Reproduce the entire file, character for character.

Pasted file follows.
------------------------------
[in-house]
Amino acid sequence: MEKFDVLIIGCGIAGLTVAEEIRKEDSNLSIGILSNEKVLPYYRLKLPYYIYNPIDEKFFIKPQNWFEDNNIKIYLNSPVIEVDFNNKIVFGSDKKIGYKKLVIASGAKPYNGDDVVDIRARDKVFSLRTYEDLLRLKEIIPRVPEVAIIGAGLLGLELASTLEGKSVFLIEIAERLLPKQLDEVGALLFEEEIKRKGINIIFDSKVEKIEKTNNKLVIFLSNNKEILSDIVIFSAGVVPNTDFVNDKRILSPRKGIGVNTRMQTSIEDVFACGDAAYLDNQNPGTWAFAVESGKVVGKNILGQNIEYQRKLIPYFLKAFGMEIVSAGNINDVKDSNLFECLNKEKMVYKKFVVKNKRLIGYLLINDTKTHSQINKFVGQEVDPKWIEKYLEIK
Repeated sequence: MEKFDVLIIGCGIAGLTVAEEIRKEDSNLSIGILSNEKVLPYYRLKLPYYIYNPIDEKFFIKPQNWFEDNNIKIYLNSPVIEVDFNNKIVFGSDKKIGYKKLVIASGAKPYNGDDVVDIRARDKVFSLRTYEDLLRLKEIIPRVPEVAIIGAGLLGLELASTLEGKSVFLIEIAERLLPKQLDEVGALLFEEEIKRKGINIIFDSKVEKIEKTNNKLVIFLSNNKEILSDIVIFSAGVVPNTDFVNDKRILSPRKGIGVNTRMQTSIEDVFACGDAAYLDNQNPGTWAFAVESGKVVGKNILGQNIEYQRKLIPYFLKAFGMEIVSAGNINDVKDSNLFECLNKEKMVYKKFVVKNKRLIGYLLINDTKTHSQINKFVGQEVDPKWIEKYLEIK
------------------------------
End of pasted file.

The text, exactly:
[in-house]
Amino acid sequence: MEKFDVLIIGCGIAGLTVAEEIRKEDSNLSIGILSNEKVLPYYRLKLPYYIYNPIDEKFFIKPQNWFEDNNIKIYLNSPVIEVDFNNKIVFGSDKKIGYKKLVIASGAKPYNGDDVVDIRARDKVFSLRTYEDLLRLKEIIPRVPEVAIIGAGLLGLELASTLEGKSVFLIEIAERLLPKQLDEVGALLFEEEIKRKGINIIFDSKVEKIEKTNNKLVIFLSNNKEILSDIVIFSAGVVPNTDFVNDKRILSPRKGIGVNTRMQTSIEDVFACGDAAYLDNQNPGTWAFAVESGKVVGKNILGQNIEYQRKLIPYFLKAFGMEIVSAGNINDVKDSNLFECLNKEKMVYKKFVVKNKRLIGYLLINDTKTHSQINKFVGQEVDPKWIEKYLEIK
Repeated sequence: MEKFDVLIIGCGIAGLTVAEEIRKEDSNLSIGILSNEKVLPYYRLKLPYYIYNPIDEKFFIKPQNWFEDNNIKIYLNSPVIEVDFNNKIVFGSDKKIGYKKLVIASGAKPYNGDDVVDIRARDKVFSLRTYEDLLRLKEIIPRVPEVAIIGAGLLGLELASTLEGKSVFLIEIAERLLPKQLDEVGALLFEEEIKRKGINIIFDSKVEKIEKTNNKLVIFLSNNKEILSDIVIFSAGVVPNTDFVNDKRILSPRKGIGVNTRMQTSIEDVFACGDAAYLDNQNPGTWAFAVESGKVVGKNILGQNIEYQRKLIPYFLKAFGMEIVSAGNINDVKDSNLFECLNKEKMVYKKFVVKNKRLIGYLLINDTKTHSQINKFVGQEVDPKWIEKYLEIK